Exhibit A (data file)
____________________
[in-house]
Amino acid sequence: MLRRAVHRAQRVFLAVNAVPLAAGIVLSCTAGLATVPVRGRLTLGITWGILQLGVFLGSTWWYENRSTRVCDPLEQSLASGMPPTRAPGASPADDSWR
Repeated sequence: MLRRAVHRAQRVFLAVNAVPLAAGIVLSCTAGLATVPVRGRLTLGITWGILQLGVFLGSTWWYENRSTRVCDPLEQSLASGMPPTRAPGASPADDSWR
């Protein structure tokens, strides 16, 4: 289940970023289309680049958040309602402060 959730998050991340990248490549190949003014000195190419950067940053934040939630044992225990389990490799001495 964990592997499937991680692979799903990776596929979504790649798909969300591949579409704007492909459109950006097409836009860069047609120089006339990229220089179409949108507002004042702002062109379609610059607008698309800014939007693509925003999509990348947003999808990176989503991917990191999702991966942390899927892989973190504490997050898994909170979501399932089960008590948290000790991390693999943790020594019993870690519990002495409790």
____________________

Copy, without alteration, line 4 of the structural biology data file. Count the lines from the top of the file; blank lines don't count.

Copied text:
């Protein structure tokens, strides 16, 4: 289940970023289309680049958040309602402060 959730998050991340990248490549190949003014000195190419950067940053934040939630044992225990389990490799001495 964990592997499937991680692979799903990776596929979504790649798909969300591949579409704007492909459109950006097409836009860069047609120089006339990229220089179409949108507002004042702002062109379609610059607008698309800014939007693509925003999509990348947003999808990176989503991917990191999702991966942390899927892989973190504490997050898994909170979501399932089960008590948290000790991390693999943790020594019993870690519990002495409790």